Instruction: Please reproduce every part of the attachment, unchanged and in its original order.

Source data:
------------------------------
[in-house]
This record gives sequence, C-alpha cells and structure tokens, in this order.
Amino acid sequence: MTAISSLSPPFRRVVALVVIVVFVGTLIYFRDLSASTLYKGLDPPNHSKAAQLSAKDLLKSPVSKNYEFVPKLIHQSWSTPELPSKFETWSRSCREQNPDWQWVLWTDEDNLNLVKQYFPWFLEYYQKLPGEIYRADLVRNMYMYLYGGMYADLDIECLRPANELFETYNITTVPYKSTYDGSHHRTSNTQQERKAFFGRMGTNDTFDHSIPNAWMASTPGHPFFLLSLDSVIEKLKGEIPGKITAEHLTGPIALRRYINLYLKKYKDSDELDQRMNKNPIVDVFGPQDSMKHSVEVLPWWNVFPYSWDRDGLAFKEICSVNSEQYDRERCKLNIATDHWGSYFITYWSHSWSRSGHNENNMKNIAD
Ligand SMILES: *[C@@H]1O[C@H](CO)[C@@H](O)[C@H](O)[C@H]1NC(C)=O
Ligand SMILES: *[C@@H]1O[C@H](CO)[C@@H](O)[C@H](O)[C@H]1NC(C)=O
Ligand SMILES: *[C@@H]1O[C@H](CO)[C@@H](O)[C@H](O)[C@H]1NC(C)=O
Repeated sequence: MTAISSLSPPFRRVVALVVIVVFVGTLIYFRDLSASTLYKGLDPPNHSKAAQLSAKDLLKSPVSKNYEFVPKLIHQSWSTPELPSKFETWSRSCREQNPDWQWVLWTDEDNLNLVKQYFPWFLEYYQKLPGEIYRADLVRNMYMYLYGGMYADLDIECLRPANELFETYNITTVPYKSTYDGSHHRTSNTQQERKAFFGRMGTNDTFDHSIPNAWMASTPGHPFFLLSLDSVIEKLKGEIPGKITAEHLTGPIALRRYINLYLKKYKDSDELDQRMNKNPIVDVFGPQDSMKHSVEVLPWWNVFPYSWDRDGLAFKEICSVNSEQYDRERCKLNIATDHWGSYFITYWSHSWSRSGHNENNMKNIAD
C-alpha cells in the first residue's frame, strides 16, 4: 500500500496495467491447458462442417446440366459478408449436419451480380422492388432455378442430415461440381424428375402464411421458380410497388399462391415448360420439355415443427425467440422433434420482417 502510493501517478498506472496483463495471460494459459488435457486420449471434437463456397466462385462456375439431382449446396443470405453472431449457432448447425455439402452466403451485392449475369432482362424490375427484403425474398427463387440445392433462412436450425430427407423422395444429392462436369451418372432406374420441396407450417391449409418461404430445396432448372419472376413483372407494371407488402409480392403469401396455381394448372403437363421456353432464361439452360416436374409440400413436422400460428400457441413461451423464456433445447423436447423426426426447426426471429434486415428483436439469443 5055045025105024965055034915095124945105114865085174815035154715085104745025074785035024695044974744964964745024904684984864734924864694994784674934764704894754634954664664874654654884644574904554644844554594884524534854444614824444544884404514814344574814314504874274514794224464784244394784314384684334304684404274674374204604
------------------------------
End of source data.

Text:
[in-house]
This record gives sequence, C-alpha cells and structure tokens, in this order.
Amino acid sequence: MTAISSLSPPFRRVVALVVIVVFVGTLIYFRDLSASTLYKGLDPPNHSKAAQLSAKDLLKSPVSKNYEFVPKLIHQSWSTPELPSKFETWSRSCREQNPDWQWVLWTDEDNLNLVKQYFPWFLEYYQKLPGEIYRADLVRNMYMYLYGGMYADLDIECLRPANELFETYNITTVPYKSTYDGSHHRTSNTQQERKAFFGRMGTNDTFDHSIPNAWMASTPGHPFFLLSLDSVIEKLKGEIPGKITAEHLTGPIALRRYINLYLKKYKDSDELDQRMNKNPIVDVFGPQDSMKHSVEVLPWWNVFPYSWDRDGLAFKEICSVNSEQYDRERCKLNIATDHWGSYFITYWSHSWSRSGHNENNMKNIAD
Ligand SMILES: *[C@@H]1O[C@H](CO)[C@@H](O)[C@H](O)[C@H]1NC(C)=O
Ligand SMILES: *[C@@H]1O[C@H](CO)[C@@H](O)[C@H](O)[C@H]1NC(C)=O
Ligand SMILES: *[C@@H]1O[C@H](CO)[C@@H](O)[C@H](O)[C@H]1NC(C)=O
Repeated sequence: MTAISSLSPPFRRVVALVVIVVFVGTLIYFRDLSASTLYKGLDPPNHSKAAQLSAKDLLKSPVSKNYEFVPKLIHQSWSTPELPSKFETWSRSCREQNPDWQWVLWTDEDNLNLVKQYFPWFLEYYQKLPGEIYRADLVRNMYMYLYGGMYADLDIECLRPANELFETYNITTVPYKSTYDGSHHRTSNTQQERKAFFGRMGTNDTFDHSIPNAWMASTPGHPFFLLSLDSVIEKLKGEIPGKITAEHLTGPIALRRYINLYLKKYKDSDELDQRMNKNPIVDVFGPQDSMKHSVEVLPWWNVFPYSWDRDGLAFKEICSVNSEQYDRERCKLNIATDHWGSYFITYWSHSWSRSGHNENNMKNIAD
C-alpha cells in the first residue's frame, strides 16, 4: 500500500496495467491447458462442417446440366459478408449436419451480380422492388432455378442430415461440381424428375402464411421458380410497388399462391415448360420439355415443427425467440422433434420482417 502510493501517478498506472496483463495471460494459459488435457486420449471434437463456397466462385462456375439431382449446396443470405453472431449457432448447425455439402452466403451485392449475369432482362424490375427484403425474398427463387440445392433462412436450425430427407423422395444429392462436369451418372432406374420441396407450417391449409418461404430445396432448372419472376413483372407494371407488402409480392403469401396455381394448372403437363421456353432464361439452360416436374409440400413436422400460428400457441413461451423464456433445447423436447423426426426447426426471429434486415428483436439469443 5055045025105024965055034915095124945105114865085174815035154715085104745025074785035024695044974744964964745024904684984864734924864694994784674934764704894754634954664664874654654884644574904554644844554594884524534854444614824444544884404514814344574814314504874274514794224464784244394784314384684334304684404274674374204604